18 patients suffering from primary fibromyalgia received nine
training sessions using EMG biofeedback over a period of four
weeks. Pre- and posttreatment measurement of the baseline EMG
activity of the trapezius, muscular sensitivity, and cognitive
variables (helplessness and belief of control) were taken.
Analysis indicated a significant reduction occurred in general
intensity of pain and in EMG activity as well as a significant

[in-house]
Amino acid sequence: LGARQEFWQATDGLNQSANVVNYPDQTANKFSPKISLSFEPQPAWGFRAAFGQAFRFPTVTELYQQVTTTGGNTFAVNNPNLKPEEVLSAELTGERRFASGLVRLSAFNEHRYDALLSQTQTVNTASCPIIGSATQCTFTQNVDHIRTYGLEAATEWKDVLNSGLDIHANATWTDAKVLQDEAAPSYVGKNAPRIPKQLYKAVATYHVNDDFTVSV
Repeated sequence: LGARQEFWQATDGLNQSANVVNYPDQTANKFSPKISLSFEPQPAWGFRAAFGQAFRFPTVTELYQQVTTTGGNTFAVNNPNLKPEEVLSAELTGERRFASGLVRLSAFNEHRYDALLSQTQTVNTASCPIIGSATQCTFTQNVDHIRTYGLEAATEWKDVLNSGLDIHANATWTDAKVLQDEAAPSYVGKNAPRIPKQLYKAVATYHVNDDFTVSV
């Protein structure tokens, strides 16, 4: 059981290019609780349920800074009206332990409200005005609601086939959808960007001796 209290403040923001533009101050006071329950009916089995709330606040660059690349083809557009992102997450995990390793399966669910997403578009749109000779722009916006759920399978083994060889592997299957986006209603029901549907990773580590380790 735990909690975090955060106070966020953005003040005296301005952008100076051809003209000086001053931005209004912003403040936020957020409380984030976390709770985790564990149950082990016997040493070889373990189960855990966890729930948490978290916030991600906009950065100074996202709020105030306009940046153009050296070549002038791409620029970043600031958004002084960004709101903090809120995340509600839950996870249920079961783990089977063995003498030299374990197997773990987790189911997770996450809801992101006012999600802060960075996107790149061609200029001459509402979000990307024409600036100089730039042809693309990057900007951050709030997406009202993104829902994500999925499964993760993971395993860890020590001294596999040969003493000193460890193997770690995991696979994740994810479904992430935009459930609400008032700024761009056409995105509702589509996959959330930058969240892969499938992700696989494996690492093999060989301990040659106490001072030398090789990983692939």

increase in muscular sensitivity. Multiple regression analyses
indicated that the increase in muscular sensitivity correlated
with the decrease of EMG activity in the trapezius baseline.
Self-reported pain reduction was predicted by a change in